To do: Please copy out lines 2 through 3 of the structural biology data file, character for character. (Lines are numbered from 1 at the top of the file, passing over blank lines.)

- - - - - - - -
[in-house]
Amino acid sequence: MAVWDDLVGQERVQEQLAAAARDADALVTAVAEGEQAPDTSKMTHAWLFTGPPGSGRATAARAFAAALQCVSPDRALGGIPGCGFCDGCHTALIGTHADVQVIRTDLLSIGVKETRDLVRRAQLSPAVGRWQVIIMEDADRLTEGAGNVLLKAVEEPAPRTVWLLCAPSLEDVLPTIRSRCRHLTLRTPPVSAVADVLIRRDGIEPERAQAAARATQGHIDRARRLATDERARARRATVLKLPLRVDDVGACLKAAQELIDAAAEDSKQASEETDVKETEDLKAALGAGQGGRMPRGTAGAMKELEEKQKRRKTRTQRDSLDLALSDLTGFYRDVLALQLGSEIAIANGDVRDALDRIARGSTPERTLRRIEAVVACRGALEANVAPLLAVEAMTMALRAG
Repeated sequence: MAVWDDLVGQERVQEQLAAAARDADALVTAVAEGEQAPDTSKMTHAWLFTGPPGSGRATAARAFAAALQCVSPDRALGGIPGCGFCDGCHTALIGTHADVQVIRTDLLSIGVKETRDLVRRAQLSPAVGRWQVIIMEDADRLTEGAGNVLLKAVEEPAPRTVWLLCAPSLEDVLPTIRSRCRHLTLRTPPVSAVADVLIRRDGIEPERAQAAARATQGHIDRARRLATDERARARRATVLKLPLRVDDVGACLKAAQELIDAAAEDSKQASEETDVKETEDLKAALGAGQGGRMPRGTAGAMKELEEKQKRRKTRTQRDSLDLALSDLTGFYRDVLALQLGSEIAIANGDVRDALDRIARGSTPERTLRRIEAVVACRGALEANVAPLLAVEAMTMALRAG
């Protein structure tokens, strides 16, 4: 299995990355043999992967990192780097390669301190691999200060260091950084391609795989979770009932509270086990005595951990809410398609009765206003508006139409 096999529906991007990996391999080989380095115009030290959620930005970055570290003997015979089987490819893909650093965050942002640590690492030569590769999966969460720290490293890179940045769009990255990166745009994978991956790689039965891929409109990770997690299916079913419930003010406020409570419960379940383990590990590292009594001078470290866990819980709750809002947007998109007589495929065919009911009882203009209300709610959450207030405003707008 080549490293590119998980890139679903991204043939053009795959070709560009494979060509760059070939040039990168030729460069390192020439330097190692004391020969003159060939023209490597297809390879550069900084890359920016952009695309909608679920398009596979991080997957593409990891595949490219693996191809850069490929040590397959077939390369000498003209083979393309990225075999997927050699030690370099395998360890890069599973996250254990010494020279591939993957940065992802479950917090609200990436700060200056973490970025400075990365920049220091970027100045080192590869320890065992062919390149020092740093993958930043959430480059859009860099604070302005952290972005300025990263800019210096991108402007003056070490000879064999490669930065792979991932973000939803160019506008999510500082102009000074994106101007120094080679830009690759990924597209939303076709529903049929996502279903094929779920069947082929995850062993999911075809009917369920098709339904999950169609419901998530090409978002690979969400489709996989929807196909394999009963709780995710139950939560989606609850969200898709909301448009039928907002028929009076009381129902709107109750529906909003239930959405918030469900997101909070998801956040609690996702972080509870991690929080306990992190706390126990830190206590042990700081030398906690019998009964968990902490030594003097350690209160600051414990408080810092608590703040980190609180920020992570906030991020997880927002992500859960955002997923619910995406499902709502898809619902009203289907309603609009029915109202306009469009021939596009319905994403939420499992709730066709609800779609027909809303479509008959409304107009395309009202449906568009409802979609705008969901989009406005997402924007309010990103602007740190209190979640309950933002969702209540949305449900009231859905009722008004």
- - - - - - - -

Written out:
Amino acid sequence: MAVWDDLVGQERVQEQLAAAARDADALVTAVAEGEQAPDTSKMTHAWLFTGPPGSGRATAARAFAAALQCVSPDRALGGIPGCGFCDGCHTALIGTHADVQVIRTDLLSIGVKETRDLVRRAQLSPAVGRWQVIIMEDADRLTEGAGNVLLKAVEEPAPRTVWLLCAPSLEDVLPTIRSRCRHLTLRTPPVSAVADVLIRRDGIEPERAQAAARATQGHIDRARRLATDERARARRATVLKLPLRVDDVGACLKAAQELIDAAAEDSKQASEETDVKETEDLKAALGAGQGGRMPRGTAGAMKELEEKQKRRKTRTQRDSLDLALSDLTGFYRDVLALQLGSEIAIANGDVRDALDRIARGSTPERTLRRIEAVVACRGALEANVAPLLAVEAMTMALRAG
Repeated sequence: MAVWDDLVGQERVQEQLAAAARDADALVTAVAEGEQAPDTSKMTHAWLFTGPPGSGRATAARAFAAALQCVSPDRALGGIPGCGFCDGCHTALIGTHADVQVIRTDLLSIGVKETRDLVRRAQLSPAVGRWQVIIMEDADRLTEGAGNVLLKAVEEPAPRTVWLLCAPSLEDVLPTIRSRCRHLTLRTPPVSAVADVLIRRDGIEPERAQAAARATQGHIDRARRLATDERARARRATVLKLPLRVDDVGACLKAAQELIDAAAEDSKQASEETDVKETEDLKAALGAGQGGRMPRGTAGAMKELEEKQKRRKTRTQRDSLDLALSDLTGFYRDVLALQLGSEIAIANGDVRDALDRIARGSTPERTLRRIEAVVACRGALEANVAPLLAVEAMTMALRAG